Not long ago, their lead was oversized, roomy, comfortable.
Now, with just over a week remaining in the regular season, it's suddenly snug, tight, constricting.
The talk that they are creating an unwanted sequel to 1978 has grown from background chatter to white noise they can't completely tune out.
The Red Sox, of course, aren't concerned with history. There are plenty of players on their roster who weren't yet born when the Yankees overtook Boston 29 years ago this fall and many more still who don't care about the past.
These Sox are interested only in the present, which admittedly doesn't look good. Not after being swept in Toronto, extending their skid to four straight losses and five defeats in the past six games.
Most of all, there's the matter of what fictional Yankees employee George Costanza of "Seinfeld" fame would call "shrinkage." The Boston lead in the AL East over the second-place Yanks was seven games less than three weeks ago, but has shriveled to a mere game and a half -- and only one in the loss column.
How did the Red Sox get themselves in this predicament?
Start at the end and work backward. The bullpen, so airtight for the first four months of the season, has imploded. Through their first 116 games, the Sox lost just twice in games they led after seven innings, but they've done that twice in the past six games.
Over the past eight games, the bullpen's ERA is 6.20. Over the past 19 games, the bullpen's ERA is 4.98.
Eric Gagne, obtained at the July 31 trade deadline to augment the setup crew, has been a spectacular failure, compiling a 9.00 ERA in 15 appearances. Hideki Okajima, a revelation through the middle of August, has been shut down because of fatigue and has allowed multiple runs in three of his past seven outings -- something he didn't do once in his first 57 major league appearances.
Even nonpareil closer Jonathan Papelbon has dipped. Papelbon didn't allow an inherited run until last Friday, but he has given up five in his past two outings.
Wednesday night, Papelbon labeled the bullpen downturn "hard to believe because we have been so good. We've got to keep grinding it out. Unfortunately for us, the bullpen is going through a tough time at a tough time in the season."
The offense hasn't been much better. Six times in the past nine games, the Sox have been limited to three runs or fewer. Rookie Jacoby Ellsbury has been a late-season spark, hitting safely in 16 of his past 17 games, but he can't replace Manny Ramirez (oblique strain), whose absence this month has thinned out the lineup.
David Ortiz is just 1-for-14 with seven strikeouts in the past four games in part because his balky right knee is killing him and restricting him at the plate. He needs a day off, but with the offense sputtering, the Sox haven't been able to give him one.
Through it all, the Red Sox, who for all their fumbling need to win only three games out of their final nine to clinch a postseason spot, have been trying to rest their starting pitchers and set up a semblance of a playoff rotation.
That sets up 19-game winner Josh Beckett as the playoff opener, to be followed by either Matsuzaka or Schilling, depending on the final week and the opponent.
We have to prove what kind of team we are. ... Everyone's got to take a reliever's mentality -- shake it off. It's over with. We lost; we can't change it.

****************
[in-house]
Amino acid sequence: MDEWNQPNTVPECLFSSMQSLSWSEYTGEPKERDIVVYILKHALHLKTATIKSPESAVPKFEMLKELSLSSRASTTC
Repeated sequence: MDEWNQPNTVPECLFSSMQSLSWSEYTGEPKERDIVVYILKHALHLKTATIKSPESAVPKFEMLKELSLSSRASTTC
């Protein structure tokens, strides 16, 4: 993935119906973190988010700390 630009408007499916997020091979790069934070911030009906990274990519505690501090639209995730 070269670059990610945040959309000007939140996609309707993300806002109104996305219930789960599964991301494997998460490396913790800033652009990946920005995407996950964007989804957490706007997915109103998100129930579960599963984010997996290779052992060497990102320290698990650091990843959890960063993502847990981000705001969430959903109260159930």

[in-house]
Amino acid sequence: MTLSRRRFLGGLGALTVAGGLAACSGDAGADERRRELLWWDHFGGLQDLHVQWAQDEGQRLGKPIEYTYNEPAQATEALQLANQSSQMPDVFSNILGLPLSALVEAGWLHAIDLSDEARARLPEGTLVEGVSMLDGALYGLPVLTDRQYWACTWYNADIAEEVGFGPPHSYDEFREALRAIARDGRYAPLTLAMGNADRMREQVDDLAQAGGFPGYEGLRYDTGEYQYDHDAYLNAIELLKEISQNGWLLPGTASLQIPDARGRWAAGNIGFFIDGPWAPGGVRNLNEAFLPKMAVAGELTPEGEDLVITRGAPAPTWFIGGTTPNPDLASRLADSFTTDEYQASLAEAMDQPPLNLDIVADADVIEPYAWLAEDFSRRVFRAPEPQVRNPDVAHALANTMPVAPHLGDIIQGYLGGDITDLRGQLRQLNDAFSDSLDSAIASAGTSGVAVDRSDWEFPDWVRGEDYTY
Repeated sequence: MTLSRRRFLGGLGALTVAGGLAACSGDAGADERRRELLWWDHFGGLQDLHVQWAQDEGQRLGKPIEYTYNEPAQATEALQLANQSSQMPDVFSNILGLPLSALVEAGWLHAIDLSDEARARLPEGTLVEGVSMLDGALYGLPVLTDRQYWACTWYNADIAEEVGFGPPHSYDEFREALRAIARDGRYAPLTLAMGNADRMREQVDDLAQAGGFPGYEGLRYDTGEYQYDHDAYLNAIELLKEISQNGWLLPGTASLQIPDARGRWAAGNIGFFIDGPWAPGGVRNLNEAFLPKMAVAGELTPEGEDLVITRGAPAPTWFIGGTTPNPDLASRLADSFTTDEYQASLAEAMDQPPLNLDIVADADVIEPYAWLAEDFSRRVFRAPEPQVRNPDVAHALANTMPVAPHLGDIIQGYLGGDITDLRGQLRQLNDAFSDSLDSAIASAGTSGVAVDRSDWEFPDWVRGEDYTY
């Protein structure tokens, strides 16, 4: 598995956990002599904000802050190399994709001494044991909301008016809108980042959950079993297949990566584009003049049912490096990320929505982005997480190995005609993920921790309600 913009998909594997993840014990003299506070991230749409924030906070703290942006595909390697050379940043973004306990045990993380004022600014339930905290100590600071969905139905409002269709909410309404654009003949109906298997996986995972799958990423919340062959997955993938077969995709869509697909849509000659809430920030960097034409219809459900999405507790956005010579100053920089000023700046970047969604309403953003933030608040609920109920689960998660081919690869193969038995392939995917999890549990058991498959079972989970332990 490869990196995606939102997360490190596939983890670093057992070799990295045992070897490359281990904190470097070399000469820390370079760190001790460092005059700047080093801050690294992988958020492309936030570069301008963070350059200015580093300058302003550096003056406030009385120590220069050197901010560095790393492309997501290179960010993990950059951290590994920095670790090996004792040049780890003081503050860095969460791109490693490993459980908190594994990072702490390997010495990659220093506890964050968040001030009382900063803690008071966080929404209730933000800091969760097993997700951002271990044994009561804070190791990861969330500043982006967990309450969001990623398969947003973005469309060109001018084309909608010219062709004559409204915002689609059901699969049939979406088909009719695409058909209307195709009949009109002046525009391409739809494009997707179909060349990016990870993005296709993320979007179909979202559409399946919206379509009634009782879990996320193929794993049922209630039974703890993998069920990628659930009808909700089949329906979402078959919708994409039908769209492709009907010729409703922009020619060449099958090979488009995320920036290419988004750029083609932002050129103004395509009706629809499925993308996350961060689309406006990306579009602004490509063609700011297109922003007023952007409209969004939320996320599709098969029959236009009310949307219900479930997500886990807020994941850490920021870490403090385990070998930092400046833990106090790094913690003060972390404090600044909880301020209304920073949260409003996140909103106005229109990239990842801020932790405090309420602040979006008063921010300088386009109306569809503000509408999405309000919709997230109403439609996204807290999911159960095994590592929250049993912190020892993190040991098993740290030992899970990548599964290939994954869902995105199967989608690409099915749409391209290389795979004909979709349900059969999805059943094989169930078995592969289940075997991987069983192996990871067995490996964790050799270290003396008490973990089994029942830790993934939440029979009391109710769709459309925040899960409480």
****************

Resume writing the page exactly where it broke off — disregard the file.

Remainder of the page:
--Red Sox reliever Mike Timlin
The Sox learned the hard way about the importance of setting up the rotation for October. In 2005, they didn't clinch a playoff berth until the last day of the season and had to open the AL Division Series with Matt Clement, arguably their fifth-best starter. Clement withered in Game 1 and the Sox never recovered; they were steamrolled by the Chicago White Sox in three straight games
The rotation machinations have led to the suggestion that the Sox are getting ahead of themselves, since they haven't clinched a playoff spot, much less the division.
But that's not how manager Terry Francona sees it.
"First place means a lot," Francona said this week, "because that's what we set as our goal at the beginning of the season. But it doesn't mean much [when it comes to winning] a World Series."
That's tough to argue, since home-field advantage hasn't translated into much of a postseason advantage in recent years. As for the wild card, baseball had a stretch in 2002-04 in which the World Series champions didn't win their own division.
A new perk this postseason for the team with the league's best record is being able to choose which division series playoff schedule it wants (either Game 1, off day, Game 2 or Game 1, Game 2 and then the off day). What of this advantage for the team with the most wins?
"I'm more concerned with how we play rather [than] where and when," Francona said succinctly.
Still, there's work to be done and a turnaround to be executed for a team that has held onto first place every day since April 18.
"This is when a team has to pull together," said shortstop Julio Lugo after the Sox were swept by Toronto. "From now on, you're going to see who's who. That's it."
"We have to prove what kind of team we are," added veteran reliever Mike Timlin. "We need to have momentum going into the playoffs. Every team does. Everyone's got to take a reliever's mentality -- shake it off. It's over with. We lost; we can't change it. We'll regroup and play the best we can against Tampa. That's all we can do."
Sean McAdam of The Providence (R.I.) Journal covers baseball for ESPN.com.